Groupon Super Bowl Ad: Unethical
A collective gasp could be heard at one particular moment last night during the Super Bowl. No, I’m not talking about the gasp following Nick Collins’ 37 yard touchdown run in the first quarter. I’m talking about the gasp that issued at the punchline of the now-infamous Groupon.com commercial featuring Timothy Hutton.
You can see the 30-second spot here, on YouTube: Groupon – Tibet
And here’s the entire transcript:
“Mountainous Tibet — one of the most beautiful places in the world. This is Timothy Hutton. The people of Tibet are in trouble, their very culture is in jeopardy. But they still whip up an amazing fish curry. And since 200 of us bought at Groupon.com we’re getting $30 worth of Tibetan food for just $15 at Himalayan Restaurant in Chicago.”
Immediately following the commercial’s appearance, Twitter lit up with comments about how “offensive” and “tasteless” the Groupon.com commercial was. Media outlets today have been abuzz with criticism and commentary. The headlines tell the tale. According to NBC Chicago: “Groupon Super Bowl Ad Not a Good Deal”. CNN Money.com‘s headline was “Groupon spends big on controversial (tasteless?) Super Bowl spots”. Time asks: “And the Most Offensive Super Bowl Ad Goes To: Groupon?”
But the ad was more than just tasteless. It was unethical. To recruit — and then trivialize — the plight of the people of Tibet to sell Groupon’s services shows a jaw-dropping level of disrespect. And while we often think of disrespect as a matter of bad manners, showing suitable respect for other humans’ basic needs and interets is a core moral principle.
It’s also worth pointing out that the commercial played, perhaps unintentionally, on the unfortunate fact that, for many westerners, complex Asian societies are often most closely associated with exotic dinner fare. Yes, yes, Tibet is exotic and troubled. But hey, they make a yummy curry!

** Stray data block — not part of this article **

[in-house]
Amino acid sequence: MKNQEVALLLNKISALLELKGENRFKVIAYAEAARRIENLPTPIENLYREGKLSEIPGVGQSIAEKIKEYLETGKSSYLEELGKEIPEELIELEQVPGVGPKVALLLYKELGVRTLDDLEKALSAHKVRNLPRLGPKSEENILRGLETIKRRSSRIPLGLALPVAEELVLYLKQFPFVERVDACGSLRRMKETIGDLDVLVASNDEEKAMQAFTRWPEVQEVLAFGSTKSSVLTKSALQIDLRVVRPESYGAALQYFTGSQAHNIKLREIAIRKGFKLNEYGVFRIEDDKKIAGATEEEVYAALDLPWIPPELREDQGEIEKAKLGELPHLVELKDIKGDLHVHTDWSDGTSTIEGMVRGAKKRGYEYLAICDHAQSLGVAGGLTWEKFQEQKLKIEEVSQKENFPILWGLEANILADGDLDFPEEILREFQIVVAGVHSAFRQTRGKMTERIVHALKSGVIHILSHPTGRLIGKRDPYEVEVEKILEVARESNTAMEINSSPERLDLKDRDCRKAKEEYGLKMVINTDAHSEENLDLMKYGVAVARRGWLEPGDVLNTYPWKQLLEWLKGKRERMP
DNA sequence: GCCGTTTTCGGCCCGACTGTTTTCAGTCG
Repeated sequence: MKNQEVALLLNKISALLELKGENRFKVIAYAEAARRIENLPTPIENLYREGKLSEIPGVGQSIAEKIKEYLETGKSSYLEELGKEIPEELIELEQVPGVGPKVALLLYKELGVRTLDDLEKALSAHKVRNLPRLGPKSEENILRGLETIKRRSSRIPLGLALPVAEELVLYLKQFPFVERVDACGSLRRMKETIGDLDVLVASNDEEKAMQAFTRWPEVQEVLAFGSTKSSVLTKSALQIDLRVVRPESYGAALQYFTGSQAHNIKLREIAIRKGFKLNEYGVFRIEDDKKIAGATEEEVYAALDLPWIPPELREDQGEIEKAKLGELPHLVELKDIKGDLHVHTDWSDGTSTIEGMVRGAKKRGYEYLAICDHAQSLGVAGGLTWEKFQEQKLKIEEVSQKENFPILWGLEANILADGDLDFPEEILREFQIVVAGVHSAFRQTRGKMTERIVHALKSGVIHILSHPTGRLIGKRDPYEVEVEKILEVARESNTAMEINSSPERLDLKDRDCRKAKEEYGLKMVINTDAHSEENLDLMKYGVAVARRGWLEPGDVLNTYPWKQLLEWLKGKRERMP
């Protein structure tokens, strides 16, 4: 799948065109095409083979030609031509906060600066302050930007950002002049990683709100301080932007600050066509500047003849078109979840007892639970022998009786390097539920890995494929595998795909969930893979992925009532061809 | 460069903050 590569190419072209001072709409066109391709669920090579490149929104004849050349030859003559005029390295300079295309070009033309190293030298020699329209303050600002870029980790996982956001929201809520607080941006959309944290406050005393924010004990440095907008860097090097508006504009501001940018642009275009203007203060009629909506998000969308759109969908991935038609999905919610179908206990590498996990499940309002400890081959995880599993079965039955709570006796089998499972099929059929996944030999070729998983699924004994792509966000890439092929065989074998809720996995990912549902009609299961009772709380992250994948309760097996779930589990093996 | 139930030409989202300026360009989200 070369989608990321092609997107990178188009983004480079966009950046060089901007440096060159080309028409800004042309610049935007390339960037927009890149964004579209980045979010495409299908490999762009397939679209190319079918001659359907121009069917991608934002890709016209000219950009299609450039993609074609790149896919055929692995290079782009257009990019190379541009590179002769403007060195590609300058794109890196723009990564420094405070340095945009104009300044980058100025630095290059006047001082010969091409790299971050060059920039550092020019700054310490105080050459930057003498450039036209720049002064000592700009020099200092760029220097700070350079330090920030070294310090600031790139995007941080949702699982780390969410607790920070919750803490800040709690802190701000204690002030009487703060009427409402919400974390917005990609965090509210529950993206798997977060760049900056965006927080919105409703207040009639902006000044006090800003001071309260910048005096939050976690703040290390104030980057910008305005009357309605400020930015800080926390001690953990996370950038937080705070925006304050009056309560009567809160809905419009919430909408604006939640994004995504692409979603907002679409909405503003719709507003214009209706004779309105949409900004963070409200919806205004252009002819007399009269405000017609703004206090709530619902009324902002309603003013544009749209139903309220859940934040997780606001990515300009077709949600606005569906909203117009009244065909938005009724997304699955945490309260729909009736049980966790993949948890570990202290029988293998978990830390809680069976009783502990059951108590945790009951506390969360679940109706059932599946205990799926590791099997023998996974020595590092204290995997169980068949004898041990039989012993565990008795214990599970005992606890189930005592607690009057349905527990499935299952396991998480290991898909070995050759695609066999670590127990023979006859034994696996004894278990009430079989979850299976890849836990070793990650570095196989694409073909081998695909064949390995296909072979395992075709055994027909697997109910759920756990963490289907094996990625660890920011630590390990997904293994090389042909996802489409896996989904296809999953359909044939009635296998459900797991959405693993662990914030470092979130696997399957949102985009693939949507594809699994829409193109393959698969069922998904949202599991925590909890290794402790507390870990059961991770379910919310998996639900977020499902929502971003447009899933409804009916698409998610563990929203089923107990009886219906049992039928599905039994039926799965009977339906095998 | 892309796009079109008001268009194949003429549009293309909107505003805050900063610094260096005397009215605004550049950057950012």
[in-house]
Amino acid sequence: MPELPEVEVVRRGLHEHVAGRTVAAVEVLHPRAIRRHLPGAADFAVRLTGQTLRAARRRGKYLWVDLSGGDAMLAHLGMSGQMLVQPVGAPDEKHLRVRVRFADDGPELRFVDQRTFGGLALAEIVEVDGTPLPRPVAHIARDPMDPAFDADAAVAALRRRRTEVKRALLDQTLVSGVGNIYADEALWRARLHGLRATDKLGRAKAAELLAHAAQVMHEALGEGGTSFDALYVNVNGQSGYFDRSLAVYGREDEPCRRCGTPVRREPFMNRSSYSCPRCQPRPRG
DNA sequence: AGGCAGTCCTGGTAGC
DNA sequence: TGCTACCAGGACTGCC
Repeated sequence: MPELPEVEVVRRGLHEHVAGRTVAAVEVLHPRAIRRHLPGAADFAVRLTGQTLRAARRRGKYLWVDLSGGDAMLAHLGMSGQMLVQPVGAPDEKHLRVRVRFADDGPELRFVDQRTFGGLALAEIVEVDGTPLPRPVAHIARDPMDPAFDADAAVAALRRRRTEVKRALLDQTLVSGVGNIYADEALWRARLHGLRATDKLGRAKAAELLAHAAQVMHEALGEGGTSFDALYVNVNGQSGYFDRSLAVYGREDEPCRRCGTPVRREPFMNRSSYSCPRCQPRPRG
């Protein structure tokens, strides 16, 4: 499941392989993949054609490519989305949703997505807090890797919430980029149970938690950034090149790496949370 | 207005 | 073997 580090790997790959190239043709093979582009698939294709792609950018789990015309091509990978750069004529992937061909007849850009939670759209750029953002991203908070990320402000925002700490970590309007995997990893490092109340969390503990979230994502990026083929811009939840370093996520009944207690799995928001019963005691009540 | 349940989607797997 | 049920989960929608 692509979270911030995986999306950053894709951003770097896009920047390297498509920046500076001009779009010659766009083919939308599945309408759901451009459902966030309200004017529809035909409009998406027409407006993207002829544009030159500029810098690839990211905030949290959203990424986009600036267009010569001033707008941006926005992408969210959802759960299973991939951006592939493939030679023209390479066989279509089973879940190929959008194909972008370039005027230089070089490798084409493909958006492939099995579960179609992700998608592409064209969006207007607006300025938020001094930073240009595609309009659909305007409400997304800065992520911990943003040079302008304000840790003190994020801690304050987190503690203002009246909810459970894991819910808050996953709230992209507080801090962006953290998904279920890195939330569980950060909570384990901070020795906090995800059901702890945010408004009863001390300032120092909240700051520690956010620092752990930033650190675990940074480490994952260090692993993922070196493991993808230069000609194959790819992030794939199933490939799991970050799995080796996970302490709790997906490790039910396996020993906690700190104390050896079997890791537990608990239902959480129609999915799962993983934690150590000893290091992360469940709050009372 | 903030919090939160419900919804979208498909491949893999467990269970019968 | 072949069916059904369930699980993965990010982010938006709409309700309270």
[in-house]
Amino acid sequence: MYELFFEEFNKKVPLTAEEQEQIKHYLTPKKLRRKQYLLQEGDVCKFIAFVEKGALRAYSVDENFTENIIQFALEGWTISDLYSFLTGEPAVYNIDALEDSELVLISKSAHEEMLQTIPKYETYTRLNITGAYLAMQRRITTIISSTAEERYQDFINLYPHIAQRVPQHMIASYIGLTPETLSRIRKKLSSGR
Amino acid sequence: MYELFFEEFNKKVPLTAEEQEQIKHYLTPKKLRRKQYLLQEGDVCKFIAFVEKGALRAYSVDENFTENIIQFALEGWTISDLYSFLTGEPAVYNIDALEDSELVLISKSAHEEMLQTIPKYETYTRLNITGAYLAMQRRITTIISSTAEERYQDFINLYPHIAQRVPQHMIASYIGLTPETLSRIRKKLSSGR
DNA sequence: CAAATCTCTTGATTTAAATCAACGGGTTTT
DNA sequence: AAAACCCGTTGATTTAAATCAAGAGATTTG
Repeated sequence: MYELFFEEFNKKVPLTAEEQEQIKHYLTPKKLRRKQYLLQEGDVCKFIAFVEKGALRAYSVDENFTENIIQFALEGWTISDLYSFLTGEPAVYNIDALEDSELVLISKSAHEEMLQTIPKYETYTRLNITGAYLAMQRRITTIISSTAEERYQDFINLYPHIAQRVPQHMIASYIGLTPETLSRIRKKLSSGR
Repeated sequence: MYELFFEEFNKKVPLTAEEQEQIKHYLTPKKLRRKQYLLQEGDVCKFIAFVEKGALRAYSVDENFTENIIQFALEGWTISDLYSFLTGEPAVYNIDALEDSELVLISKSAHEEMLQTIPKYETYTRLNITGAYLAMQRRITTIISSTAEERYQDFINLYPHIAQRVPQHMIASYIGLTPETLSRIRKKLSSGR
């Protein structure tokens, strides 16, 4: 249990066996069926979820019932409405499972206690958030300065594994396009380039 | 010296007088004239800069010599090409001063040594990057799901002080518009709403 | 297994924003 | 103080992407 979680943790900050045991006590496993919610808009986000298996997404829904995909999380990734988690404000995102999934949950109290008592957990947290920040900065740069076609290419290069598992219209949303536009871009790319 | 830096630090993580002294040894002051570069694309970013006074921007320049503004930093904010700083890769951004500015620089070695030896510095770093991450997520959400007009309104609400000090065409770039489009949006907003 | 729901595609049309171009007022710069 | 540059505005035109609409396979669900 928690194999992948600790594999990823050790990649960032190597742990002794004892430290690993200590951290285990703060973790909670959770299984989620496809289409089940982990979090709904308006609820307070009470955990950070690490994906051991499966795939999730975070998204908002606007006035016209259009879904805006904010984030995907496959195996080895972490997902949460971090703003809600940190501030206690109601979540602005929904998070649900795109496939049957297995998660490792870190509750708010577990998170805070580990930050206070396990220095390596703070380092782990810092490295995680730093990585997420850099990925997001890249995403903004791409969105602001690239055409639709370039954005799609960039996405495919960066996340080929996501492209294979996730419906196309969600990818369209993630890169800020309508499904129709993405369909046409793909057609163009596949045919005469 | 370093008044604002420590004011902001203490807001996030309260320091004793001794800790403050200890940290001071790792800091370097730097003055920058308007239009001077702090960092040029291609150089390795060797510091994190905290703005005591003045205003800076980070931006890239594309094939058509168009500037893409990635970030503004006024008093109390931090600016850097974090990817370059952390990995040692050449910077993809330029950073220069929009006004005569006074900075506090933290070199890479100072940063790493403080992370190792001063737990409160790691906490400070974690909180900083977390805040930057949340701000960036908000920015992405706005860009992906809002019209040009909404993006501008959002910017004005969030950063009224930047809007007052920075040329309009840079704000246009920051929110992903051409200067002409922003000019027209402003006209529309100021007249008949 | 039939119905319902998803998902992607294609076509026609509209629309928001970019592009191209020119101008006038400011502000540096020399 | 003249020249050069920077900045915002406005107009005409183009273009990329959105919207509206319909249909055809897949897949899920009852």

Who knows just what the fallout will be? There have been predictions that Groupon will lose business over this — it’s been suggested that the company may have found the limit of the notion that “there’s no such thing as bad PR.” And, predictably, there have already been calls for a boycott of Groupon.com. Timothy Hutton (once an Academy Award winner) will likely have to go into the spokesperson’s equivalent of rehab, perhaps by working with a pro-Tibet charity of some sort.
Of course, some will cling to the notion that Groupon.com intended all this — that they knew the ad would be controversial, and were aiming directly at the enormous amount of free media coverage they’re now getting. Maybe that’s true. But it was a helluva gamble to take. And, if it was a gamble, it was a gamble that treated the people of Tibet as just another Asian trinket to be tossed in among the poker chips.
It’s been pointed out to me (by @Changents on Twitter) that Groupon is apparently donating money to the causes featured in its commercials. See: http://savethemoney.groupon.com/. I’m not at all sure that that’s sufficient to overcome the worries discussed above, especially given that the disrespectful commercials is all that most people will see or know about. What do you think?